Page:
- Somekh E, Gorenstein A, Serour F. Acute epididymitis in boys: evidence of a post-infectious etiology. J Urol 2004; 171:391.
- Santillanes G, Gausche-Hill M, Lewis RJ. Are antibiotics necessary for pediatric epididymitis? Pediatr Emerg Care 2011; 27:174.
- Haynes BE, Bessen HA, Haynes VE. The diagnosis of testicular torsion. JAMA 1983; 249:2522.
- Gislason T, Noronha RF, Gregory JG. Acute epididymitis in boys: a 5-year retrospective study. J Urol 1980; 124:533.
- Schalamon J, Ainoedhofer H, Schleef J, et al. Management of acute scrotum in children--the impact of Doppler ultrasound. J Pediatr Surg 2006; 41:1377.
- Workowski KA, Bolan GA, Centers for Disease Control and Prevention. Sexually transmitted diseases treatment guidelines, 2015. MMWR Recomm Rep 2015; 64:1.
- Updated recommended treatment regimens for gonococcal infections and associated conditions -- United States, April 2007. www.cdc.gov/std/treatment/2006/GonUpdateApril2007.pdf (Accessed on April 18, 2007).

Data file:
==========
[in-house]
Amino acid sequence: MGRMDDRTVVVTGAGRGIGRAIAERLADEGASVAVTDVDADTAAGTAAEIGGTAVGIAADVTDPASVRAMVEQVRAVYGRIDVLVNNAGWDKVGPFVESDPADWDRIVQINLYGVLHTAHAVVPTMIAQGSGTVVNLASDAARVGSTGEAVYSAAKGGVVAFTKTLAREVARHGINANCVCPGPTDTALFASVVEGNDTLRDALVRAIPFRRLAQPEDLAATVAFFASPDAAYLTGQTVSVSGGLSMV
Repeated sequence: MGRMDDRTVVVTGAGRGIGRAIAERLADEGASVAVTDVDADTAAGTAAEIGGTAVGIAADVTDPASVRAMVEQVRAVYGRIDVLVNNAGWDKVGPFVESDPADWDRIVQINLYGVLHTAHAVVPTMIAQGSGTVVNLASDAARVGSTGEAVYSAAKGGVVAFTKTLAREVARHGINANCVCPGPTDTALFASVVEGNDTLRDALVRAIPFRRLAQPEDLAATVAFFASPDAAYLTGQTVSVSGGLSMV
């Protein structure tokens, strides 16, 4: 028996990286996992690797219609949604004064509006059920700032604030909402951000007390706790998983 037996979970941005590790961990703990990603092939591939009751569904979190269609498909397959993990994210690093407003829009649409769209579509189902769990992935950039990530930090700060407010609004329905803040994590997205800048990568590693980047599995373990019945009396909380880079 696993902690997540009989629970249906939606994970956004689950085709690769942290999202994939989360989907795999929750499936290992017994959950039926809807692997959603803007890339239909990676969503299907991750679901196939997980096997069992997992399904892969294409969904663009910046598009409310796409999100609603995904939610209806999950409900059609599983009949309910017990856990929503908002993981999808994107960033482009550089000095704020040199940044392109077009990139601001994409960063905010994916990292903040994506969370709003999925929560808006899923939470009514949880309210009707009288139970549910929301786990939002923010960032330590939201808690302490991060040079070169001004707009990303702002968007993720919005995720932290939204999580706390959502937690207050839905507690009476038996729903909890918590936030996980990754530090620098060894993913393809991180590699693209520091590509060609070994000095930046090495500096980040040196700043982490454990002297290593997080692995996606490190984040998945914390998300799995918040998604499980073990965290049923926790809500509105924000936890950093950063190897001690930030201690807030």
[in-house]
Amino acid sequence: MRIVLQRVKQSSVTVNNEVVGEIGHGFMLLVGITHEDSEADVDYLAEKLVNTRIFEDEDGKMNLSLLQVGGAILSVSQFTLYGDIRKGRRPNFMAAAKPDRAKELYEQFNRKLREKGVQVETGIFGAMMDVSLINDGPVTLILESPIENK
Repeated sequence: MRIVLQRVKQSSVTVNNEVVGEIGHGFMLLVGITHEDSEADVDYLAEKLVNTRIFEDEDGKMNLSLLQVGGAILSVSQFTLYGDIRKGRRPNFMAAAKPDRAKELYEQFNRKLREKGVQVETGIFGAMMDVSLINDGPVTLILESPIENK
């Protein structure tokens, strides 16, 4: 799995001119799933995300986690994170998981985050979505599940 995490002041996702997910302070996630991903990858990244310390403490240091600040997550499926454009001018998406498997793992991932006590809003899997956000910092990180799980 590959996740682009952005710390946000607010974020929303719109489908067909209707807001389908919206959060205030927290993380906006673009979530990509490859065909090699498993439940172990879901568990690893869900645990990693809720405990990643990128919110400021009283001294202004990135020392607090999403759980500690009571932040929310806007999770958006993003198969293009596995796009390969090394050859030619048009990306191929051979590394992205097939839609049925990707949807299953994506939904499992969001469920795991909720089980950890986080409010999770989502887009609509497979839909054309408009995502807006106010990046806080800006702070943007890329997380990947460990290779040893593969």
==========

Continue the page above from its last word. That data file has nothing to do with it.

- Committee on Infectious Diseases. The use of systemic fluoroquinolones. Pediatrics 2006; 118:1287.
- Lau P, Anderson PA, Giacomantonio JM, Schwarz RD. Acute epididymitis in boys: are antibiotics indicated? Br J Urol 1997; 79:797.
- Ioannides AS, Turnock R. An audit of the management of the acute scrotum in children with Henoch-Schonlein Purpura. J R Coll Surg Edinb 2001; 46:98.
- Green MG. The genitalia. In: Pediatric Diagnosis: Interpretatino of Symptoms and Signs in Children and Adolescents, 6th, WB Saunders, Philadelphia 1998. p.101.
- McGee SR. Referred scrotal pain: case reports and review. J Gen Intern Med 1993; 8:694.
- Méndez R, Tellado M, Montero M, et al. Acute scrotum: an exceptional presentation of acute nonperforated appendicitis in childhood. J Pediatr Surg 1998; 33:1435.
- TESTICULAR TORSION
- Clinical presentation
- - Intermittent torsion
- - Role of imaging
- - Manual detorsion
- Neonatal testicular torsion
- TORSION OF THE APPENDIX TESTIS OR APPENDIX EPIDIDYMIS
- Clinical presentation
- Clinical presentation
- OTHER CAUSES
- Incarcerated inguinal hernia
- Henoch-Schönlein purpura (IgA vasculitis)
- Referred pain
- Nonspecific scrotal pain
- INFORMATION FOR PATIENTS